Despite mortal danger, she chose to fulfill her destiny to advocate on behalf of the Jewish people. Esther’s decision to risk death to prevent the annihilation of the Jewish population of Persia stands as a heroic model for all people of faith.
Even though it would be instructive, those intent on harming the Jewish fail to take into account a consequential principle demonstrated in the Old Testament book of Esther.
While God set the stage for a dramatic intervention, the players who had been strategically positioned to meet a clear and present danger still had a choice as to whether they would fulfill their destiny.
People of faith make God’s Word part of their thought process 24/7, integrate it into their very being and share it with those around them.
When God burdens your heart for a specific job, success is assured when you prepare for action by going to Him in prayer and allowing Him time to arrange the details.
At Bethel, God not only confirmed Jacob’s name change to Israel, He reiterated and connected the covenantal blessing to all of Jacob-Israel’s descendants—“the children of Israel.”
Please, take my blessing that is brought to you, because God has dealt graciously with me . . . So he (Jacob) urged him (Esau), and he took it.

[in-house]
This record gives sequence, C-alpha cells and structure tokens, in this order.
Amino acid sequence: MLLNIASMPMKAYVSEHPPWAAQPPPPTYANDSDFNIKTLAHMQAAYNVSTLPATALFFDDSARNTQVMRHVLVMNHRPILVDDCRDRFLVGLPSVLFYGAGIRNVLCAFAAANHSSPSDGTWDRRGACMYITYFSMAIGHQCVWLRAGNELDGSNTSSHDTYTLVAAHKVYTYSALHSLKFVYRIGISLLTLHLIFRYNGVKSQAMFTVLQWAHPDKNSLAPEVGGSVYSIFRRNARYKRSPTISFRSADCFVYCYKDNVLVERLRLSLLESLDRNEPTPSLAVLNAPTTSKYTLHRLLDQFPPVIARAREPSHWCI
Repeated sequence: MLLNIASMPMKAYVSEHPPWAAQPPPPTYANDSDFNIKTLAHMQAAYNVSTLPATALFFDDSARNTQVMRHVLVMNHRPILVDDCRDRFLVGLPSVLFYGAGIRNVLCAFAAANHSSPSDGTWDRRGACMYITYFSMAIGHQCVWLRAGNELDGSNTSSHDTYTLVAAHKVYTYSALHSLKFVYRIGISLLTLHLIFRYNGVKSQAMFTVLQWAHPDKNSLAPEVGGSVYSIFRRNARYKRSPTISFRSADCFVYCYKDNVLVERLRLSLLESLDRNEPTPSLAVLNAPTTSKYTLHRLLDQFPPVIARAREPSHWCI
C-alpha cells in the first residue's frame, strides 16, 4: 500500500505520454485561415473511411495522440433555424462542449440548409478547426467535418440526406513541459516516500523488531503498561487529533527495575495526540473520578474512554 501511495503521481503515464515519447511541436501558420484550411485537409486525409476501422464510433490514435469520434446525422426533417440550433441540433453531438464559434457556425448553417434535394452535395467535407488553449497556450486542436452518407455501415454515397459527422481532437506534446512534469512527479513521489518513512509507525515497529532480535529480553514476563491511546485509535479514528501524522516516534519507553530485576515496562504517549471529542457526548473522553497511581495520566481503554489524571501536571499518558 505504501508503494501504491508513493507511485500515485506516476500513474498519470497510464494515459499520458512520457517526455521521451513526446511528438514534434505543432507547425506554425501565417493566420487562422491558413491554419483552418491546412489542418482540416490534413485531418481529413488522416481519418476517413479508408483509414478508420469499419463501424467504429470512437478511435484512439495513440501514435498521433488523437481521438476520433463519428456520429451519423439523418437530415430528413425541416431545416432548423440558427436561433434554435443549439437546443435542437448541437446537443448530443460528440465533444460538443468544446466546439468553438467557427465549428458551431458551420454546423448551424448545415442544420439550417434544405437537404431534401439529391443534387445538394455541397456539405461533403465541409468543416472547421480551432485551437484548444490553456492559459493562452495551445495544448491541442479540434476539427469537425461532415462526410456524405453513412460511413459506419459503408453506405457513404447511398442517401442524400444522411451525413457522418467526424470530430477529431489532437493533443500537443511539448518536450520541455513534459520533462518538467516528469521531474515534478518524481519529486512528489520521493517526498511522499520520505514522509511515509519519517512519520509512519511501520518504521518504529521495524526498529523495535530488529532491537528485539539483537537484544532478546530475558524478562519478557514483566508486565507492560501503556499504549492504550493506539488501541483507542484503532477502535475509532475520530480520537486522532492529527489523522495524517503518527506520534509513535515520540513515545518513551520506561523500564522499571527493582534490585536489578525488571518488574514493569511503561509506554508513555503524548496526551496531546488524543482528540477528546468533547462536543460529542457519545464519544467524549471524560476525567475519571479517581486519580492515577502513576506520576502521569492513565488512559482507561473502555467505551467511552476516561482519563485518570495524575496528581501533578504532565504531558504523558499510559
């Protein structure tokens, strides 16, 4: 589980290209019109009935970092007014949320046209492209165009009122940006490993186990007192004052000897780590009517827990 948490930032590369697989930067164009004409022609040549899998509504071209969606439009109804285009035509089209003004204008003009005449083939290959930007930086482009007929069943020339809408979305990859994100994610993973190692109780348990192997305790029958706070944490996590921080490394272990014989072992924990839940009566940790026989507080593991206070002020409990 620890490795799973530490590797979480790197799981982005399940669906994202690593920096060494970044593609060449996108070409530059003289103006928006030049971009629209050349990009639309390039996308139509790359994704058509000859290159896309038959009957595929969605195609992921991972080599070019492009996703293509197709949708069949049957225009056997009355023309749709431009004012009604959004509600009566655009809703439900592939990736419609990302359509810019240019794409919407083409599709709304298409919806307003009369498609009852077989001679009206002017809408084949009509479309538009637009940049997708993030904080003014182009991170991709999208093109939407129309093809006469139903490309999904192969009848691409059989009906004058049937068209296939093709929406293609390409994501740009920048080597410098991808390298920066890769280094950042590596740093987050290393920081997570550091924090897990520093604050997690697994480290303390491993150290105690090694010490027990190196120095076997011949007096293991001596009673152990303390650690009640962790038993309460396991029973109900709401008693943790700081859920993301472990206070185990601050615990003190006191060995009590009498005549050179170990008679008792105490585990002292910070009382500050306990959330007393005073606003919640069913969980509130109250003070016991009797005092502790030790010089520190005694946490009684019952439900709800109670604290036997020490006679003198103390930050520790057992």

Esau ran to meet him, and embraced him, and fell on his neck and kissed him, and they wept.
While the uniqueness of the situation cannot be overstated, his new name, Israel, is a powerful testimony of Jacob’s character, influence and struggle with God.
How awesome is this place! This is none other than the house of God, and this is the gate of heaven!
So Isaac sent Jacob away, and he went to Padan Aram, to Laban the son of Bethuel the Syrian, the brother of Rebekah, the mother of Jacob and Esau.
Then Isaac trembled exceedingly, and said, “Who? Where is the one who hunted game and brought it to me? I ate all of it before you came, and I have blessed him—and indeed he shall be blessed.”
May God Almighty bless you, and make you fruitful and multiply you, that you may be an assembly of peoples; and give you the blessing of Abraham, to you and your descendants with you, that you may inherit the land in which you are a stranger, which God gave to Abraham.
Whatever knowledge they had of God’s covenantal plan, Jacob and Esau possessed diametrically different views of God’s promises to Abraham.
So Abraham said to the oldest servant of his house . . . swear by the Lord, the God of heaven and the God of the earth, that you will not take a wife for my son from the daughters of the Canaanites . . . go to my country and to my family, and take a wife for my son Isaac.